The Effect of Microcurrent Stimulation on Postoperative Pain After Patellar Tendon Bone Anterior Cruciate Ligament Reconstruction
Sizer P, Sawyer S, Brismee J, Jones K, Bruce J, Slauterbeck J. The effect of microcurrent stimulation on postoperative pain after patellar tendon-bone anterior cruciate ligament reconstruction. Presented at the American Physical Therapy Association Annual Conference and Exposition, Indianapolis, Indiana; June, 2000.
The purpose of this study was to determine the effectiveness of microcurrent electrical therapy in providing pain relief to a selected post-operative patient population.
Subjects were 19 females and 22 males (mean age of 21.1) who received arthroscopic bone-patellar tendon-bone anterior cruciate ligament (ACL) reconstruction.
Methods and Materials
Subjects were randomly assigned to one of two treatment groups (“Microcurrent” or “Placebo” Groups) in a double blind experimental design. Using a portable microcurrent device (Alpha-Stim 100 by Electromedical Products International, Inc, Mineral Wells, Texas), the Microcurrent Group received 100 microamperes of microcurrent at 0.5 Hz with a 50% duty cycle, which was below the subject’s perception threshold. The Placebo Group followed the same protocol with a placebo stimulator. All subjects were instructed to use the microcurrent unit as needed for pain relief in one-hour sessions, with at least 30 minutes between sessions. The 10 days postoperative microcurrent protocol accompanied a standardized physical therapy rehabilitation program. The subjects made daily entries into a logbook, recording frequency of microcurrent use, pain medication intake, and constant pain levels on a visual analog scale (0 to 10).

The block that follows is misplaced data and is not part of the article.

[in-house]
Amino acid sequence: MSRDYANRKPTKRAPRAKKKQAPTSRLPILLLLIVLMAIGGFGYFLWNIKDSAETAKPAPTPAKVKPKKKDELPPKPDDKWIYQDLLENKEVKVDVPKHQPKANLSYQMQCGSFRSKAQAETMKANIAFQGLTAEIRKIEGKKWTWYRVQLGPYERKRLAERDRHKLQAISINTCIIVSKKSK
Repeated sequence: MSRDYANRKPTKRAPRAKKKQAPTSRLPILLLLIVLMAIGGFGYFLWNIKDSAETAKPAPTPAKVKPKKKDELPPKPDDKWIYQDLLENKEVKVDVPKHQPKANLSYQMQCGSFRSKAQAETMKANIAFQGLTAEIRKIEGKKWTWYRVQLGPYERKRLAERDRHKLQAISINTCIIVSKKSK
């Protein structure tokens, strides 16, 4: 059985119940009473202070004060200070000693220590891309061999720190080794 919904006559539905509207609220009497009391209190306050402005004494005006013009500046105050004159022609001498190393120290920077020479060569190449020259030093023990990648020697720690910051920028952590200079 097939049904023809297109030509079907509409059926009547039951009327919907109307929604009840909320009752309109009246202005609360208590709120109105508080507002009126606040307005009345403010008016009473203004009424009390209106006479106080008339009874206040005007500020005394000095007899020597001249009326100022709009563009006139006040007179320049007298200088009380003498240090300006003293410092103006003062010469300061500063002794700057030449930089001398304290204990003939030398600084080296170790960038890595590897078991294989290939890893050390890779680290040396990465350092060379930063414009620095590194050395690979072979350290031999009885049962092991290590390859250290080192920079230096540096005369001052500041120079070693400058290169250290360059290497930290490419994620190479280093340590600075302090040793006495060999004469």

Analysis and Results
The subjects’ pain levels (dependent variable), which decreased over time, were lower for all 10 post-operative days in the Microcurrent Group (n=25) compared to the Placebo Group (n=16). A 2 (“Treatment Group”) x 10 (“Post-Operative Time”) ANOVA (with repeated measures on “Post-Operative Time”) demonstrated a significant between-subjects main effect for the “Treatment Group” factor [F(1,39)=9.29, p=0.004], indicating that a statistically lower degree of post-operative pain was experienced by the subjects receiving microcurrent. In addition, a significant within-subjects main effect for the “Post-Operative Time” factor ([F(9,9)=18.672, p<0.0001]) was obtained.
These results indicate that Alpha-Stim microcurrent electrical therapy is beneficial for post-operative pain control after ACL reconstruction.